TeleGeography Logo

Cable Compendium: a guide to the week’s submarine and terrestrial developments

New call-to-action

30 Jun 2017

Mumbai-based telecoms provider Reliance Jio Infocomm has revealed that the Asia Africa Europe-1 (AAE-1) submarine cable system has entered commercial operations. The 25,000km network – owned by a consortium of 19 global service providers – connects Asia, the Middle East, East Africa and Europe. AAE-1 is described as ‘the longest 100Gbps technology-based submarine system’ and offers design capacity of over 40Tbps. The fibre-optic system landed in Pakistan earlier this week, with 19 international terminal stations – out of a total of 21 (20 landing points and a land extension in Singapore) – now live. AAE-1 consortium member Retelit of Italy disclosed that the last section of the system connecting the Hong Kong PoP will be completed ‘immediately after the summer’.

A trio of companies – China-based operator China Unicom, Cameroonian state-owned telecoms provider CamTel and equipment vendor Huawei Marine – have signed an agreement to construct the South Atlantic Inter Link (SAIL) system aiming to connect Kribi (Cameroon) and Fortaleza (Brazil). Adopting Huawei Marine’s advanced 100G technology, the 6,000km system will feature four fibre pairs with a design capacity of 32Tbps. When completed, the network – which is aiming to be the ‘first direct access cable connecting Africa and South America’ – will provide reliable, high-quality telecoms infrastructure to support growth in the two developing regions. As previously reported by TeleGeography’s Cable Compendium, in December 2016 Nexans disclosed that it will supply the required submarine repeatered optical cables (ROC) for the SAIL system. The cables will be manufactured and tested at Nexans’ Rognan factory in Norway, with contract delivery scheduled to be completed by the end of 2017.

The TKO Express system connecting Hong Kong’s data centre campuses of Chai Wan and Tseung Kwan O (TKO) has entered operations. The construction of the cable system – which features 1,728 fibre cores – was completed earlier this year, with full end-to-end testing of the system commencing on 20 February. TKO Express is owned and operated by Asian dark fibre and Ethernet provider Superloop. The cable was manufactured in Prysmian’s Calais (France) factory and was airlifted to Sydney (Australia) for the application of additional layers of moisture barriers and aluminium tape, with final sheath applied in the group’s Liverpool (Australia) plant. The whole manufacturing process took a total of six months.

The government of the Solomon Islands and the newly established Solomon Islands Submarine Cable Company (SISCC) have signed a Memorandum of Understanding (MoU) with Huawei International for the deployment of the Solomon Islands Submarine Cable (SISC) linking the South Pacific nation to the rest of the world. Under the turnkey contract, Huawei will deploy a 3,400km fibre-optic cable from Sydney to Honiara, comprising two optical fibre pairs with potential capacity of 2.5Tbps, in addition to a 600km domestic network linking Noro in the Western Province and Auki (Malaita Province) with Honiara. The planned system – expected to be ready for service (RFS) in early 2019 – also includes a Branching Unit for a possible use by another regional operator.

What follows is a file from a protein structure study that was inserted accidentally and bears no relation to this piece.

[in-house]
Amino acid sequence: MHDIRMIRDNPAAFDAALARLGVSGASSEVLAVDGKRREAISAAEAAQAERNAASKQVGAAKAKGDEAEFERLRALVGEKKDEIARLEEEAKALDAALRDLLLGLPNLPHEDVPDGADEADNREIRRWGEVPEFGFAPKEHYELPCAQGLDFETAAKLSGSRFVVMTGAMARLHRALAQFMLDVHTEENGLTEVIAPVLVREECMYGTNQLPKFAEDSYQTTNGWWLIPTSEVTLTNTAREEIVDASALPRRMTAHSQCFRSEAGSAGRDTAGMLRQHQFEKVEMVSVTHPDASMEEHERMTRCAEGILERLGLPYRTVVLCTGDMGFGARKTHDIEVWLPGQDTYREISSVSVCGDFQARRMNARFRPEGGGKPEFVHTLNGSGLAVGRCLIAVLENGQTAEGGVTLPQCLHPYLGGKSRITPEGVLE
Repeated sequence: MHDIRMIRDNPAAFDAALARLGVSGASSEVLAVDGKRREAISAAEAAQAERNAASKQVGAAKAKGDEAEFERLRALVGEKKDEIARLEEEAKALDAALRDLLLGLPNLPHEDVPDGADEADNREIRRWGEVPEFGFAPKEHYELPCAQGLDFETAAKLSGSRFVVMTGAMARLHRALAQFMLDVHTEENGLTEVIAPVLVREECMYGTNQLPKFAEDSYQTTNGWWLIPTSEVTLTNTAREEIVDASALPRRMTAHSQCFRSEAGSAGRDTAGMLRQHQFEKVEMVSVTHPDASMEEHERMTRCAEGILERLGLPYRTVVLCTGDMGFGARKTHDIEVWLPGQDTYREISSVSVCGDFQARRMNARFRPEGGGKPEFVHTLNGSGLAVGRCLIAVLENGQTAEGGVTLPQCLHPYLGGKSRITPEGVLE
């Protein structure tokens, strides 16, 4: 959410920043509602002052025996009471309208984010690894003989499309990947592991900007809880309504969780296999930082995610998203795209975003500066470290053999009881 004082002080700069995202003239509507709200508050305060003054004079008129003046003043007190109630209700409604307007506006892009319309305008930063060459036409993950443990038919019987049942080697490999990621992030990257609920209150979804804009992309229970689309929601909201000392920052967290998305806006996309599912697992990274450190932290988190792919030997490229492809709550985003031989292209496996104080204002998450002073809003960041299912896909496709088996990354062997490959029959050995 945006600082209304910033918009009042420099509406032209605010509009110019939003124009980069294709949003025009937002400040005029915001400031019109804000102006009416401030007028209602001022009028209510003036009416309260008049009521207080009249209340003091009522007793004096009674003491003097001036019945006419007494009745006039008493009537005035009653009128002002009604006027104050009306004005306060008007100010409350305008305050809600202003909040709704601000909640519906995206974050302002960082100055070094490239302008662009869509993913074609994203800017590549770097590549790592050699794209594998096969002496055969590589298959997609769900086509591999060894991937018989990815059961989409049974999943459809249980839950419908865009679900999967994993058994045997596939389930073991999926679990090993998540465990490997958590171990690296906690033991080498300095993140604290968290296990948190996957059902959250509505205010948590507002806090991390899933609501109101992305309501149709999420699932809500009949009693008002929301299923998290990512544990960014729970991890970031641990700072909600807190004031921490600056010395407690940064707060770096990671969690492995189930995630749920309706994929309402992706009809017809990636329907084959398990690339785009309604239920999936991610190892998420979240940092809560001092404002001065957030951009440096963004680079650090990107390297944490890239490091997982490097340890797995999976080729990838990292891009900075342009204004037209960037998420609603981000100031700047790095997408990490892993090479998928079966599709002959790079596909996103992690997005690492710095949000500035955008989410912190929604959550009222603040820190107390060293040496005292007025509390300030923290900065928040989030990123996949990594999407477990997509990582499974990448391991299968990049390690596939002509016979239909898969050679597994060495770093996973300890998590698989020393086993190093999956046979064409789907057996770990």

Internet services in Congo-Brazzaville have now been restored, following a two-week disruption to the WACS system caused by a fishing vessel 12km from Pointe-Noire in mid-June, AfricaNews writes. During the system repair, services were offered using VSAT links connected via a cable from Kinshasa in the neighbouring Democratic Republic of Congo (DRC).

Three East African Community (EAC) member countries – Uganda, Rwanda and Tanzania – have agreed to speed up interconnectivity between their respective National Fibre Networks. Mr Bagiire Vincent Waiswa, Permanent Secretary of Uganda’s Ministry of ICT and National Guidance, told the Daily News that negotiations between the sector ministries are currently being finalised to ensure that the interconnection was completed within the set timeframe: ‘In some cases, road networks had already been connected. What now remains is interconnection of ICT between the three countries. We are looking forward that the exercise will be completed soon. These are the final steps.’

Lastly, GTT Communications has agreed to acquire US-based service provider Global Capacity from owner Pivotal Group for USD100 million in cash and 1.85 million shares of GTT common stock. The announcement comes hot on the heels of GTT’s planned takeover of Perseus (revealed earlier this month) and a deal to acquire Hibernia Networks (announced in November 2016). Global Capacity operates a software-defined backbone network, dubbed One Marketplace, which covers 98% of US businesses (85% of global businesses). The deal will expand GTT’s overall footprint with last-mile connectivity to more than 9.6 million US commercial addresses, from 41 data centres and 1,750 central office PoPs.

We welcome your feedback about the Cable Compendium. If you have any questions, topic suggestions, or corrections, please email

GlobalComms Database

Want more? Peruse the GlobalComms Database—the most complete source of intel about mobile, fixed broadband, and fixed voice markets.


TeleGeography is the definitive source for telecom news, numbers, and analysis. Explore the full research catalog.